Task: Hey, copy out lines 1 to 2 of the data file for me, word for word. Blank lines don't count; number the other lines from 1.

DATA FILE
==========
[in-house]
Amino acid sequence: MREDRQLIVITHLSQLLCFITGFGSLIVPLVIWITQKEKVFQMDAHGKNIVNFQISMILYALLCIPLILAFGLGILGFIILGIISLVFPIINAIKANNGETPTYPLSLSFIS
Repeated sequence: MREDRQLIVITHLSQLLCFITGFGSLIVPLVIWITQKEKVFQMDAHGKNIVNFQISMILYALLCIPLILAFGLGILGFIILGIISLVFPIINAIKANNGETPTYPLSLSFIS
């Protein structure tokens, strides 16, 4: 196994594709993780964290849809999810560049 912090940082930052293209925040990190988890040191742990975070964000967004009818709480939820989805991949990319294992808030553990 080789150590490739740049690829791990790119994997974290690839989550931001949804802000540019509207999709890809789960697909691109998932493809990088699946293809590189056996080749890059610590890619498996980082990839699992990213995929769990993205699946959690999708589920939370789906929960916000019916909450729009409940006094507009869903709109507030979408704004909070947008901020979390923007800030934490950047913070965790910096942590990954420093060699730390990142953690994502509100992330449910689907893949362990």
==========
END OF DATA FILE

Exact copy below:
[in-house]
Amino acid sequence: MREDRQLIVITHLSQLLCFITGFGSLIVPLVIWITQKEKVFQMDAHGKNIVNFQISMILYALLCIPLILAFGLGILGFIILGIISLVFPIINAIKANNGETPTYPLSLSFIS